By the time the EOS 10D arrived, the setting of 1/2 or 1/3 stops for exposure compensation had returned to its original location of C.Fn. 6-0 and 6-1. It has remained that way on every EOS digital camera since, with the exception of the EOS 300D which does not give the option, being permanently set at 1/3 stop increments.

Once you have made your choice from the custom function menu, it is unlikely you will want to change it again.

How much compensation?

There is no foolproof guide to the amount of exposure compensation you need. It will vary with every scene you photograph, and many shots will not need any compensation. As a rough guide, try +2 to +3 stops for scenes with lots of snow or sand, and +1 if there is a lot of water behind your subject. Minus exposure compensation is needed less often, and around –1 will handle most dark backgrounds.

‘If it’s light, go right’ is a handy way to remember which direction you need to go on the exposure compensation scale. If the scene is lighter than a mid-tone, you need to move in the direction of ‘plus’ compensation to improve the exposure.

Is three stops enough?

Most early EOS digital cameras offer ±2 stops of exposure compensation. Some of the professional models extended this to ±3 stops. A few of the very first film models offered ±5 stops, but Canon soon realised with film cameras, this was too much for most situations. The advent of HDR imaging has changed this though. To enable freedom in exposure for HDR images, the EOS 7D, EOS 60D, EOS-1D X and EOS 5D Mark III feature +/-5 stops of exposure compensation.

If you find that the amount of exposure compensation available is not enough for the scene you are trying to record, there is a solution. Take the meter reading with no exposure compensation, and then set the indicated exposure values (shutter speed and aperture) manually on the camera in M mode. You can then apply as many stops of compensation as you need by altering the shutter speed or aperture.

Camera Amount 1/2 or 1/3 stops
EOS 60D ±5 stops User selectable
EOS 5D Mark III ±5 stops User selectable
EOS-1D X ±5 stops User selectable
EOS-1D ±3 stops User selectable
EOS-1D Mark II ±3 stops User selectable
EOS-1D Mark II N ±3 stops User selectable
EOS-1D Mark III ±3 stops User selectable
EOS-1Ds ±3 stops User selectable
EOS-1Ds Mark II ±3 stops User selectable
EOS-1Ds Mark III ±3 stops User selectable
EOS 5D/5D Mark II ±2 stops User selectable
EOS 7D ±5 stops User selectable
EOS 10D ±2 stops User selectable
EOS 20D ±2 stops User selectable
EOS 30D ±2 stops User selectable
EOS 40D ±2 stops User selectable
EOS 300D ±2 stops 1/3
EOS 350D ±2 stops User selectable
EOS 400D ±2 stops User selectable
EOS 1000D ±2 stops User selectable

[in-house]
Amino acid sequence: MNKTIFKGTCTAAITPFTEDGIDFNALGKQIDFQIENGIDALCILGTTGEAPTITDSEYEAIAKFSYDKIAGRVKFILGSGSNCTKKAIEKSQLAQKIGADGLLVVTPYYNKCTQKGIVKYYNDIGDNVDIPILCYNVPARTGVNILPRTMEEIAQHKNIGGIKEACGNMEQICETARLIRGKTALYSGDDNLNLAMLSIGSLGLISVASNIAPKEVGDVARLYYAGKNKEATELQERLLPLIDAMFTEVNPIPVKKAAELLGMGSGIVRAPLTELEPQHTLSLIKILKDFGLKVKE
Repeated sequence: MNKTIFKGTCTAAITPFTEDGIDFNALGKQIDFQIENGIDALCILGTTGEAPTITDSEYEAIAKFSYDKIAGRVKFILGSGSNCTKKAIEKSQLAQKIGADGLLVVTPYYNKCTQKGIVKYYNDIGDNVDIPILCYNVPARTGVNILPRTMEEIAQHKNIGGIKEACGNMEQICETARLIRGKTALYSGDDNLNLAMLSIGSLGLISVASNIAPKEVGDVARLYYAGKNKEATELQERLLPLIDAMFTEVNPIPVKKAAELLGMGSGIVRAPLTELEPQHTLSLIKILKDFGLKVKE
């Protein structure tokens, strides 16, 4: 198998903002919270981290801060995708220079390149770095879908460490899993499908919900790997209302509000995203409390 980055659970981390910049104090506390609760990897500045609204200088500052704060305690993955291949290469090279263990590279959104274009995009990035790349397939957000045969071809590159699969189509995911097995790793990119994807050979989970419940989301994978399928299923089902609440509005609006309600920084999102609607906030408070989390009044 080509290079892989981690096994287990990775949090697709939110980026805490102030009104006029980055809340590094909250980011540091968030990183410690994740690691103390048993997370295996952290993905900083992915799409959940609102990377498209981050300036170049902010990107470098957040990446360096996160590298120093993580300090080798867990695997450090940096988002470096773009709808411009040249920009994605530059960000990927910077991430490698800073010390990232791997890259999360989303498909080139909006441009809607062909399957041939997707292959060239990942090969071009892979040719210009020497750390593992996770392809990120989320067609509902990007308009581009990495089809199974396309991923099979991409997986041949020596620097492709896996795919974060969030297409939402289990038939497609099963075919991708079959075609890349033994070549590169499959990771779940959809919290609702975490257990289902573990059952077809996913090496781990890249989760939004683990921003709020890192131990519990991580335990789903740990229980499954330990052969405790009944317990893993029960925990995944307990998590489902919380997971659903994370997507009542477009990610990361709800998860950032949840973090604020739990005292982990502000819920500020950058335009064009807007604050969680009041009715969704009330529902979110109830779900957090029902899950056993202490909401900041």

EOS 450D ±2 stops User selectable
EOS D30 ±2 stops User selectable
EOS D60 ±2 stops User selectable

Using histograms

Every image, be it shot on a film or digital camera, can be broken down into a histogram. A histogram is a graph that shows you the frequency and distribution of tones in your image. The horizontal axis is the tonal value, and the vertical axis is the frequency – the taller a peak, the more pixels there are at that particular tone.

 

To create a histogram, your digital EOS categorises every pixel value into one of 256 groups, where 0 is black, 255 is white, and all the other numbers represent shades of grey. The vertical axis indicates the relative number of pixels in each group. The impression is of a solid area – in fact, what you are seeing is 256 upright lines crammed so close together that they appear to be touching each other. If there are a lot of tall lines up against the right of the graph, the image is probably overexposed. If there are many tall lines against the left of the graph, the image is probably underexposed. When looking at a histogram, it is not possible to say what an ideal shape should be as it is totally dependent on the scene being photographed. High key, or bright images, will have a lot more tones in the right hand end of the scale than darker images that will have the majority of tones at the left hand side.

 

These histograms are almost identical, except the lower one shows the exposure compensation applied to the image. The scene is the same, but the extra exposure applied to the lower image has moved the histogram further to the right hand side.

 

The tone in this image is broken up into three sections. The white head is shown by the peak to the right of the histogram, the dark body feathers by the large peak to the left, and the green background by the two smaller peaks just left of the centre.